Some chess players have really strange quirks.  Sometimes it's unclear whether they're even aware of what they're doing, or if it's an intentional routine to annoy the hell out the opponent or those sitting near by.  There's a fairly new member of my club who joined over the winter.  My first encounter with this guy was at the start of the club championship.  I was not paired against him, but he was sitting next to my opponent and me in the first round.  Like many players, he likes to write his move down first and then play it on the board.  Don't even get me started on the heated debate of 2006 over the issue of writing one's move down before or after it's been played on the board.  I don't really care one way or another.  However by the time my game was over I wanted to take the guy's pen and break it.

Every time he'd write a move down he'd click his pen several times to bring the point out, and after he was done he click it several times again to retract it.  he did this on every single move of his game.  I have to hear when he was writing his move down, and then he'd go through the same thing when he'd write down his opponent's move.  To go along with the pen clicking he'd hit the clock button several times every time he moved.  Naturally he has the Chronos clock with the noisy buttons.  Needless to say, since that round I've made it a point to sit as far away from him as possible.  If I have to play him him in a later round I may have to resort to noise canceling headphones.  I don't think I'll end playing him since I'm going to have win 2 more games to match his current score.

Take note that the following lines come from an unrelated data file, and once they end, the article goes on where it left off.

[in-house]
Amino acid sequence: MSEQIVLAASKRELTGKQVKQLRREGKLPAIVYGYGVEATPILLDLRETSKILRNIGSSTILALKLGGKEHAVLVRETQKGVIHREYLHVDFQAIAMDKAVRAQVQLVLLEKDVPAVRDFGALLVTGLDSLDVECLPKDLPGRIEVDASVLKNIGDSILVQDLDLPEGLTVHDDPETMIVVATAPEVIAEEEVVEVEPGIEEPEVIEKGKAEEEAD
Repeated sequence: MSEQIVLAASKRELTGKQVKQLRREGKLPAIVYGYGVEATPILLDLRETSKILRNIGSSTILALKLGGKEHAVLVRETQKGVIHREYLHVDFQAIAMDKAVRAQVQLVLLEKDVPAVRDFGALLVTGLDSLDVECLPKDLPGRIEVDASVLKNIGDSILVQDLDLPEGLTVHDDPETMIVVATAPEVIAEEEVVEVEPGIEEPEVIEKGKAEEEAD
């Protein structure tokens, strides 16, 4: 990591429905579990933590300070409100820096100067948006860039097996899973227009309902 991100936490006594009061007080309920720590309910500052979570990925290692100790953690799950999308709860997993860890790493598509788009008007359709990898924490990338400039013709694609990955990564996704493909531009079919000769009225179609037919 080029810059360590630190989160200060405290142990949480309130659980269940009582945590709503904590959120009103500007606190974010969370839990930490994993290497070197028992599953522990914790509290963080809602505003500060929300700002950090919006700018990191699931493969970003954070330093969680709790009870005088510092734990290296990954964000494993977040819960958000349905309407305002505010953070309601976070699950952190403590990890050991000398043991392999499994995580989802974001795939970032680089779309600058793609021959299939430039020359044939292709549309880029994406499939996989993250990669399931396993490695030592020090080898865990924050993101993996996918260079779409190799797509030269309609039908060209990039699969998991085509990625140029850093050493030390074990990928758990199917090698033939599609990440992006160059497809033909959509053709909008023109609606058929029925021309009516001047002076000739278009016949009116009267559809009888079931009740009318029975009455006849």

Not so secret admirer

Years ago I directed a tournament in small town north of me.  There was nothing special about the tournament.  I don't even remember how many people played, who played or who won.  In fact I kind of had forgotten about the tournament until a number of years a later a player who had played in it saw me at the Manhattan Chess Club.  He kept reminding me what a wonderful tournament it was.  He also kept telling me what a great tournament director I was. Between every round he talk about the tournament and express his admiration for my directing abilities.   I kept trying to change the subject or ignore him, but he just wouldn't stop. We ended out getting paired one round, and after 5 moves he offers me a draw.  I refused it and somehow within about 20 moves he managed to find a way to force a three fold repetition.

Every time I saw him he bring up that particular tournament, and if I had to play him he'd offer me a draw early in the game.  One game against him I played horrendously.  I was getting smashed,  he had mate in two and he offers me a draw.  I refused the draw and promptly resigned.  I'm not sure why he was so obsessed with only wanting draws with me, but I found it really annoying to the point of it being kind of creepy.  I got to the point that I asked the tournament director to avoid pairing us if possible.

Up until last month I had not played the guy since 2003.  He plays at the Marshall sometimes when I'm there.  He says hello to me, but we don't have long conversations. He doesn't bring up that tournament anymore, and doesn't go on about what a wonder director I am.  I knew given the length of the tournament and our equally poor scores that it would be impossible to avoid him.  I didn't even ask the director to try to avoid the pairing.  I figured after 6 plus years it was safe to play him again.  The game was pretty normal.  He was playing aggressively and didn't offer any early draws.  I thought perhaps he had gotten over the idea that trying to win against me wasn't a crime.  At some point during the game I had a major brain fart and just hung a piece for nothing.